Chair: Philip Munday
Felix C Mark (1)*, Anneli Strobel (1,2), Daniel W Baker (3,4), Michael Oellermann (1), Fathima I. Iftikar (3), Hans O. Pörtner (1), Anthony J.R. Hickey (3)
1 Alfred Wegener Institute, Bremerhaven, D-27570, Germany
2 Universität Basel, Basel, CH-4003, Switzerland
3 University of Auckland, Auckland, New Zealand
4 Vancouver Island University, Nanaimo, BC V9R 5S5, Canada
Many Antarctic notothenioid fish are considered losers of global change, due to their low thermal tolerance and lack of regulative mechanisms that enhance physiological plasticity. The Austral nototheniid congener Notothenia angustata provides an alternative model to explore the effects of ocean acidification and warming, as it inhabits cold temperate to subpolar waters. It is a eurythermal species, with greater capacities for thermal acclimation relative to Antarctic congeners, and therefore presents a useful model against which Antarctic notothenioids can be contrasted.
We investigated the long-term effects of hypercarbic acclimation on whole animal and cardiac mitochondrial function for the Austral nototheniid Notothenia angustata. Fish were acclimated under hypercarbic (0.2 kPa CO2, 15 days, n=6) and normocarbic conditions (control 0.04 kPa CO2, n=10). Routine metabolic rates (RMR) were determined with acute increases in temperature (3°C/d) under normocarbic and hypercarbic conditions. Mitochondrial function was then tested within permeabilised cardiac muscle fibres, and assays conducted in normocarbic (0.04 kPa CO2) and hypercarbic (3.0 kPa CO2) media at 9, 15 and 21°C. Metabolic profiles were determined in red skeletal muscle.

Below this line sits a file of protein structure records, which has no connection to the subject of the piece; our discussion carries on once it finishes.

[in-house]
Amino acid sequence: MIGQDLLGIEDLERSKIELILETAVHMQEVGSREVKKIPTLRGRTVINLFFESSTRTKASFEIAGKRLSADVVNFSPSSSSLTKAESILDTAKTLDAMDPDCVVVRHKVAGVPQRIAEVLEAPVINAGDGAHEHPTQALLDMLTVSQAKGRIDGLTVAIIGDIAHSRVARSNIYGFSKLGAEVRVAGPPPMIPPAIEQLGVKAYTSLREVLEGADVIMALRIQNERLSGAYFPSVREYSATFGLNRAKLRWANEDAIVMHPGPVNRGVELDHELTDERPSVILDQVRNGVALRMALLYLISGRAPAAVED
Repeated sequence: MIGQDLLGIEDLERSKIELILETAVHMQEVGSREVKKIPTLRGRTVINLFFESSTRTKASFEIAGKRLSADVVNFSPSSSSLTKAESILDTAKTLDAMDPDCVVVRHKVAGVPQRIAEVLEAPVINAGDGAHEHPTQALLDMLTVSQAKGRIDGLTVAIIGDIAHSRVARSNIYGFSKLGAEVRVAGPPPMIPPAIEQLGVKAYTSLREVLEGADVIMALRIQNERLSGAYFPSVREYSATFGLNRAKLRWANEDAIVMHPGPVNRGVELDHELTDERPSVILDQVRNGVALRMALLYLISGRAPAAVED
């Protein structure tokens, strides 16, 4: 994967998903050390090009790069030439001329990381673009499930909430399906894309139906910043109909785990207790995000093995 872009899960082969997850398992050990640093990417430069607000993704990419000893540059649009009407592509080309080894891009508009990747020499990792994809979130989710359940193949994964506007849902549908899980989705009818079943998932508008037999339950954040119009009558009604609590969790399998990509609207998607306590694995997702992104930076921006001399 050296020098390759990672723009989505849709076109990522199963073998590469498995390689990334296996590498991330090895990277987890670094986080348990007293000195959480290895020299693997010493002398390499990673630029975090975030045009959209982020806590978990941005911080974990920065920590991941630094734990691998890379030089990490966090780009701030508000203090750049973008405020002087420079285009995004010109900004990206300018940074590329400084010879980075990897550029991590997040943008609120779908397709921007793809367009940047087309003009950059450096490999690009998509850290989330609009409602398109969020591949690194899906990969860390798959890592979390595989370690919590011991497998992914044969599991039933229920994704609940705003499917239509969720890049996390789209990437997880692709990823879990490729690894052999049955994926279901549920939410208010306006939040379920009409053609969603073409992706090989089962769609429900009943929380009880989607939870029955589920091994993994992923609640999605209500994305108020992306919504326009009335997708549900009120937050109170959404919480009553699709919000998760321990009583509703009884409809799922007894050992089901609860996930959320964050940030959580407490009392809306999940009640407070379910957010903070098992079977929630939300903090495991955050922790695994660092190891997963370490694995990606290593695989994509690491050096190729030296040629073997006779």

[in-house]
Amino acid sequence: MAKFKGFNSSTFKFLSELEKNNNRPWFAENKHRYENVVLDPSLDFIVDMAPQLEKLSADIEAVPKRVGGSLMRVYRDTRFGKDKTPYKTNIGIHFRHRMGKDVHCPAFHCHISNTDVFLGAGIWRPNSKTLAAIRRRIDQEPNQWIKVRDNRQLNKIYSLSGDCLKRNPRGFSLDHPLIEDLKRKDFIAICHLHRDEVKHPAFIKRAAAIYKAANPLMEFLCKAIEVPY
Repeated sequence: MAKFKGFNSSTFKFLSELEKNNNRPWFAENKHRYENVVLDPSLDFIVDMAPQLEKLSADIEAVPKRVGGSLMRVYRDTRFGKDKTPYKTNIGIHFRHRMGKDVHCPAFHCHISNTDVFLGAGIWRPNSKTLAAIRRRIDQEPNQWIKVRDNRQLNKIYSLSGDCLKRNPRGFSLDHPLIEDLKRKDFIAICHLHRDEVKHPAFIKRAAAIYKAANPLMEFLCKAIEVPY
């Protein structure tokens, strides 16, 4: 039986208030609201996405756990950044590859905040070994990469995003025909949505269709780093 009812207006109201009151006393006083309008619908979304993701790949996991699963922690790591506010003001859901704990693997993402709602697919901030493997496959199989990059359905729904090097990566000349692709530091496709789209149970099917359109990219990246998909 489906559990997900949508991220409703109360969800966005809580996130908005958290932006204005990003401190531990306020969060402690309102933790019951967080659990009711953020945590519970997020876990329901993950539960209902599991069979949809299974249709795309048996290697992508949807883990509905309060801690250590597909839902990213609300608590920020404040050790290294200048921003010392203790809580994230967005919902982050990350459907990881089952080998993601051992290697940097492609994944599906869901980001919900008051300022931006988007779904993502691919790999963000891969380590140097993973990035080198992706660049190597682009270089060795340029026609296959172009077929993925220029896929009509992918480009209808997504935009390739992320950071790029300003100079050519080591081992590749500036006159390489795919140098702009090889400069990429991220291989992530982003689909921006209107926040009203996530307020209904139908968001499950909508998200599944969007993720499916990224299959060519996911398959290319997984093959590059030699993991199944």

Whole animal critical temperature thresholds occurred below 19°C for normocarbic exposed fish, while acutely hypercarbic exposed fish maintained routine metabolic rates up to 21oC. Overall mitochondria mirrored the responses of acutely exposed whole animals, with an increased mitochondrial performance in fish acclimated to chronic hypercarbia. Chronically hypercarbic exposed animals also exhibited altered metabolomes of red muscle, but not liver with apparent increases in metabolites consistent with enhanced anaerobic metabolism and elevated contents of histidine and tryptophan that may contribute to acid-base buffering.
Overall enhanced cardiac mitochondrial capacities coincide with increasing hypercarbic and elevated temperature tolerance. This response suggests sufficient metabolic plasticity for Austral nototheniids to acclimate to a warming and acidifying ocean, which has not been observed to that extent in Antarctic notothenioids.